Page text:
A British lawmaker was stabbed to death on Friday in a church by a man who lunged at him at a meeting with voters from his electoral district, knifing him repeatedly. David Amess, a 69-year-old lawmaker from Prime Minister Boris Johnson's Conservative Party, was attacked at around midday at a meeting at the Belfairs Methodist Church in Leigh-on-Sea, east of London.
"He was treated by emergency services but, sadly, died at the scene," police said. "A 25-year-old man was quickly arrested after officers arrived at the scene on suspicion of murder and a knife was recovered." Armed police swooped on the church and detectives said they were not looking for anyone else in connection with the incident. There was no detail about the motivation for the attack.
Emergency services had fought to save his life inside the church - where a sign says "All are welcome here" - but in vain. Colleagues from across parliament expressed their shock and paid tribute to Amess, who held regular meetings with voters on the first and third Friday of the month, saying he was diligent in his duties to his local area.
Flags in Downing Street were lowered in tribute. Amess, married with five children, was first elected to parliament to represent Basildon in 1983, and then stood for Southend West in 1997. He was knighted by Queen Elizabeth for his public service in 2015.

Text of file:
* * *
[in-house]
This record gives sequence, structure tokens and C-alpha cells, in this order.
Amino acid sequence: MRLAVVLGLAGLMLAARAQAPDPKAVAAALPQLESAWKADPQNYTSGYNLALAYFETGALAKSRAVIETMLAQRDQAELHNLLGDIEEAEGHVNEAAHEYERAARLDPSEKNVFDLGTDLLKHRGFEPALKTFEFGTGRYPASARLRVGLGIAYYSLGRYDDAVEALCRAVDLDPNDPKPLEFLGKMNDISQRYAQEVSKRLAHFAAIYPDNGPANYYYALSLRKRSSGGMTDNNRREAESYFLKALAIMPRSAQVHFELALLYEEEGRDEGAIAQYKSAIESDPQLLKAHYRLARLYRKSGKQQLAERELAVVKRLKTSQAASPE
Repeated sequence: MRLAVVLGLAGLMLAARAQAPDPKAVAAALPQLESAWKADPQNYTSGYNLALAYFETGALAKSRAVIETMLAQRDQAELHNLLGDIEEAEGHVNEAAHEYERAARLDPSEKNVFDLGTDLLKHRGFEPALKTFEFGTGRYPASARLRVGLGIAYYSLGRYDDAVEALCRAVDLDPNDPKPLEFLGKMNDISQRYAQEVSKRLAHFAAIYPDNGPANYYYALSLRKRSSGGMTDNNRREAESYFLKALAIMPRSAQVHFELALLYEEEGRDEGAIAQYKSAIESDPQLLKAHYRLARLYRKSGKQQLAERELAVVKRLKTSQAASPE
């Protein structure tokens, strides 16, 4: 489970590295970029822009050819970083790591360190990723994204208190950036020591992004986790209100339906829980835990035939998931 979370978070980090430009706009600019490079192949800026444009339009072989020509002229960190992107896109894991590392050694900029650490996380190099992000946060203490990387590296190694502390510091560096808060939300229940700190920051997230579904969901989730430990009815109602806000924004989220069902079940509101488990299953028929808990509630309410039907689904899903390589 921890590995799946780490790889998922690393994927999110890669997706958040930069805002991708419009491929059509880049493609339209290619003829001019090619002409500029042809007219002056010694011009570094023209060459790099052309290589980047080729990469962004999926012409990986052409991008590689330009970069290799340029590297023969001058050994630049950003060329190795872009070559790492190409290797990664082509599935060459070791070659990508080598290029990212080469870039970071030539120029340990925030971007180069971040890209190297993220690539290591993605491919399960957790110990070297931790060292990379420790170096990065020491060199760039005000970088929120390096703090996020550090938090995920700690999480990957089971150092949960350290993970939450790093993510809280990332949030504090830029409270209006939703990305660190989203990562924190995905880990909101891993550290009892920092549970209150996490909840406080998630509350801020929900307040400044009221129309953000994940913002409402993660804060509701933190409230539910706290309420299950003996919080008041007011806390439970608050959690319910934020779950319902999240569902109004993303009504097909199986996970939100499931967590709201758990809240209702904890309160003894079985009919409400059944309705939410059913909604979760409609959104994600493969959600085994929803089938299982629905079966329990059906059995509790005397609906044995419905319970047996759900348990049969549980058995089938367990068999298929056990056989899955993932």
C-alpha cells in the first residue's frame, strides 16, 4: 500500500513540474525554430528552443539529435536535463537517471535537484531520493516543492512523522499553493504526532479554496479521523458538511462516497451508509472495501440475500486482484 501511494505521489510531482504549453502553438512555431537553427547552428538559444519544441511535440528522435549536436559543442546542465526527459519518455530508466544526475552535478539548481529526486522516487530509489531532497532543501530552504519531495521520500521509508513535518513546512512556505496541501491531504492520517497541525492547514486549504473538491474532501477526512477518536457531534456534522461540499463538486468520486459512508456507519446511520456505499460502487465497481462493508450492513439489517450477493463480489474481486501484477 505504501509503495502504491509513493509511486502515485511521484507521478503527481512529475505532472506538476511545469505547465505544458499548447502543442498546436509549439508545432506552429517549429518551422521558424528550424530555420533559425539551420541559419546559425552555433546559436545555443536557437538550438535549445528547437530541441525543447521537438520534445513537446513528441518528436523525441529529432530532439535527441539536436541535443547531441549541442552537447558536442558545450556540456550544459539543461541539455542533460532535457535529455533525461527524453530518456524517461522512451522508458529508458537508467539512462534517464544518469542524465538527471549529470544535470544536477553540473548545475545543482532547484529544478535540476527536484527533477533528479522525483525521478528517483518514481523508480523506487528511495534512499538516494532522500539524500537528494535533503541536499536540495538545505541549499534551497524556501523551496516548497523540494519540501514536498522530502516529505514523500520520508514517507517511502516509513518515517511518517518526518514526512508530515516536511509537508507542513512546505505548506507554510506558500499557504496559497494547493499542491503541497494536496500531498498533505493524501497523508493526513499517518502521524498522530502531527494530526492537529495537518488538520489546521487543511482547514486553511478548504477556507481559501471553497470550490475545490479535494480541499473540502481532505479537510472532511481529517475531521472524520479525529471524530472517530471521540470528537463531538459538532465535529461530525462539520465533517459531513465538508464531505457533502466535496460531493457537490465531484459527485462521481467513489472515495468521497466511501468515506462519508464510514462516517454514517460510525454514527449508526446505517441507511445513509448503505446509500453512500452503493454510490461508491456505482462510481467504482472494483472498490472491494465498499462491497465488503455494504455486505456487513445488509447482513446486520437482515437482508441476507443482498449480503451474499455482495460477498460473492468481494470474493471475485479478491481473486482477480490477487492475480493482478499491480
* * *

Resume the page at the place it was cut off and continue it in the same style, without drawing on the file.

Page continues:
His website listed his main interests as "animal welfare and pro-life issues." He was popular with lawmakers and known for his active contributions to debates - often about issues relating to his Essex constituency or animal rights. "He was stabbed several times," John Lamb, a local councillor at the scene, told Reuters.
ATTACK ON DEMOCRACY
The stabbing at a meeting with constituents has echoes of a 2010 incident when Labour lawmaker Stephen Timms survived a stabbing in his constituency office, and the 2016 fatal shooting of Labour's Jo Cox just days before the Brexit referendum.
"Attacking our elected representatives is an attack on democracy itself," Cox's husband Brendan said on Twitter. "There is no excuse, no justification. It is as cowardly as it gets." "This brings everything back. The pain, the loss, but also how much love the public gave us following the loss of Jo. I hope we can do the same for David now."
As grim news of the attack emerged, Prime Minister Johnson rushed back to London from a meeting in Bristol, western England. Colleagues said Amess was a gentle man and cast him as a true gentleman. "This is the most devastating, horrific & tragic news," former Prime Minister David Cameron said on Twitter. "Words cannot adequately express the horror of what has happened today."
Johnson's wife, Carrie, said she was devastated. "Absolutely devastating news about Sir David Amess. He was hugely kind and good," she said on Twitter. "An enormous animal lover and a true gent. This is so completely unjust."
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